Watchful perseverance in love

How to stand firm in the face of opposition.

1 Corinthians 16:13-14 – Be alert, stand firm in the faith, be courageous, be strong. Do everything in love.

A few of the final parting exhortations of Paul to the congregation at Corinth reveal some of the deepest foundations for believers in Messiah.

To be alert is vigilance, watchfulness; the idea of keeping awake when everyone else is sleeping. What is he encouraging them to be on the lookout for? If we review some other uses of this term in other letters of Paul, some of these ideas are found:

Colossians 4:2 – Devote yourselves to prayer; stay alert in it with thanksgiving.
1 Thessalonians 5:6 – So then, let us not sleep, like the rest, but let us stay awake and be self-controlled.

This idea of wakefulness as Paul uses it involves thankful prayer and being self-controlled. When we relax our guard from prayer, thanksgiving, and self-control, we can be led astray. Paul reveals this to be the case by adding to this exhortation of vigilance by saying, “Stand firm in the faith, be courageous, be strong.”

Standing firm in the faith implies persevering. One needs exhortation to persevere only when they are encountering opposition. This is a necessary element of the faith because believers, by default, can appear antagonistic to the world around them due to their opposing world views.

Psalm 37:12 – The wicked person schemes against the righteous and gnashes his teeth at him.
Proverbs 29:27 – An unjust person is detestable to the righteous, and one whose way is upright is detestable to the wicked.

Paul knows from personal experience this is the case, and encourages the believers to literally “act like men.” This bravery, strength, and perseverance in the face of opposition is a necessity among believers, or the implanted word will not bear fruit. This can bring about the situation disclosed by Yeshua in his parable of the sower:

Matthew 13:20-21 – And the one sown on rocky ground ​– ​this is one who hears the word and immediately receives it with joy. But he has no root and is short-lived. When distress or persecution comes because of the word, immediately he falls away.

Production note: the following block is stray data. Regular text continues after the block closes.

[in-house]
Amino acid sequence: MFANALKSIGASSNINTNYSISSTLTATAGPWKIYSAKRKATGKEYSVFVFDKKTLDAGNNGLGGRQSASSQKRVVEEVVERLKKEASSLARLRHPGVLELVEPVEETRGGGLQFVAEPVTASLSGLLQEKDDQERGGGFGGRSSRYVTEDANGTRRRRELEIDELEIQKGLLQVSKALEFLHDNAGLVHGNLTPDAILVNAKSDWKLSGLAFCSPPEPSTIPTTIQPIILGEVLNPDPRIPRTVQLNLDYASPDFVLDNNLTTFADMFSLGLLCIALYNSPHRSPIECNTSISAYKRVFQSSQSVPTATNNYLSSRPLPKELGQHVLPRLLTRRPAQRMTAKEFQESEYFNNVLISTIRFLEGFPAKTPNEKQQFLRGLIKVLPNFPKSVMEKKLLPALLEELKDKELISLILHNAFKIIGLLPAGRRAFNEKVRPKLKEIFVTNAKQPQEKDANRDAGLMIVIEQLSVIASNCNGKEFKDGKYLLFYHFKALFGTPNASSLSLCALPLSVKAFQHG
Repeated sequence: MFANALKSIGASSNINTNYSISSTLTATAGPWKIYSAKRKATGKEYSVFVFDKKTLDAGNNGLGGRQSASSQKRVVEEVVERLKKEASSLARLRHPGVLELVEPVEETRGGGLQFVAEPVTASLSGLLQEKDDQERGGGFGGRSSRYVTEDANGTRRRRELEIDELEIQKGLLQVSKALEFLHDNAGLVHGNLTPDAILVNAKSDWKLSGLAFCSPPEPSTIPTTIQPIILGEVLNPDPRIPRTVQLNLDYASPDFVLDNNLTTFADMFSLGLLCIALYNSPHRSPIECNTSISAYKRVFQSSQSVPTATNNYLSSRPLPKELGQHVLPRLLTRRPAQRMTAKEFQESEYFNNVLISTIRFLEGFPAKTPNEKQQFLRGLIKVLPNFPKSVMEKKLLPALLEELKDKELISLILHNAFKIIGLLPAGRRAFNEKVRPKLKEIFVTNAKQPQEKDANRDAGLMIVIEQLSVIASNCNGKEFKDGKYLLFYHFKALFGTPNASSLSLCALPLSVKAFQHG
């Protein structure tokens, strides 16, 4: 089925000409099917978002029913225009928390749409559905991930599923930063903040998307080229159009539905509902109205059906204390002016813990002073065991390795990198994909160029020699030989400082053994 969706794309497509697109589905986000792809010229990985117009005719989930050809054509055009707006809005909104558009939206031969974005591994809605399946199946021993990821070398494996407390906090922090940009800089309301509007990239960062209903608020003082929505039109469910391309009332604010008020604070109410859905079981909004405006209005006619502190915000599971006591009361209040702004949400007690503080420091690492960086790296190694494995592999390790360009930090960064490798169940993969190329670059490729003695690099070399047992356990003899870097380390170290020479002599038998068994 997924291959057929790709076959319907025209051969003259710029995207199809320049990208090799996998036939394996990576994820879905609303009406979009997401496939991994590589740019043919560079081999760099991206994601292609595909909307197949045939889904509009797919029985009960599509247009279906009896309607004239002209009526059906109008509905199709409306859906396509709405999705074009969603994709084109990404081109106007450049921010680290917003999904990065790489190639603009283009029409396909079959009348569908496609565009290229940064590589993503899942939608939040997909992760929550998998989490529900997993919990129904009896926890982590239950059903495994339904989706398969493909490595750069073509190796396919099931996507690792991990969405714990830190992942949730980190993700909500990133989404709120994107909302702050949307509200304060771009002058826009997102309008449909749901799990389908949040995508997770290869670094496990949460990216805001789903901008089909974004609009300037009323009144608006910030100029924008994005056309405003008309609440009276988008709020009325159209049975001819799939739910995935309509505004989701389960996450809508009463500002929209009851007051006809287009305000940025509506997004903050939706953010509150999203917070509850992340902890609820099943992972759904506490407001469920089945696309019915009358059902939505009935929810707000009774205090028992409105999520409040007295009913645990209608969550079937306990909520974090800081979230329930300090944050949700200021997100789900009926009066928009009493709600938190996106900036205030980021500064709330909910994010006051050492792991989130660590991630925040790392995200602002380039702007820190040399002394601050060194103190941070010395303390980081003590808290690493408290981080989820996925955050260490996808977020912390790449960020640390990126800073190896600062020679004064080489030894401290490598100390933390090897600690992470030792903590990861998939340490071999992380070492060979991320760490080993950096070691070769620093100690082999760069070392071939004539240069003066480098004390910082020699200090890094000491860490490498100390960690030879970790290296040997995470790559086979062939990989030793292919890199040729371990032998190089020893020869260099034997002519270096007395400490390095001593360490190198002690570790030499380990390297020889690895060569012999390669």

Notice, Yeshua says “when distress or persecution comes because of the word,” not if it comes about. This is the lot of those who choose to seek out and follow the Way of God in this life, and Paul is simply ensuring those believers in Corinth are prepared.

Paul then finishes his thought on vigilance, perseverance, and courage by summing up the ultimate command for all believers: “Do everything in love.” It literally reads, “All things of you, in love, let be done.” This is the difference between the believer and the non-believer when confronting these differing world views. According to Psalm 37, the wicked person “schemes against the righteous and gnashes his teeth at him.” Yet, even though to the believer the way of the unrighteous is detestable, they are still commanded to do everything in love.

True vigilance protects oneself through thankful prayer and self-control, all the while extending love to those who disagree with them. This was the path Paul encouraged those believers to navigate in their context of real danger persecution. How much more should we exhibit these characteristics in our comparatively mild day and age?


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Overcoming spiritual instability through vigilance

How do we measure up to Paul’s assessment of the Corinthian believers?

Be vigilant, stand firm in the faith, be courageous, be strengthened. Do everything in love.

1 Corinthians 16:13-14

As Paul is concluding his epistle to the Corinthian believers, after having attempted to correct their disfunction and internal strife over the fifteen previous chapters, he abruptly includes these five exhortations to summarize his earnest intent for that congregation: be vigilant, stand firm, be courageous, be strengthened, and do everything in love.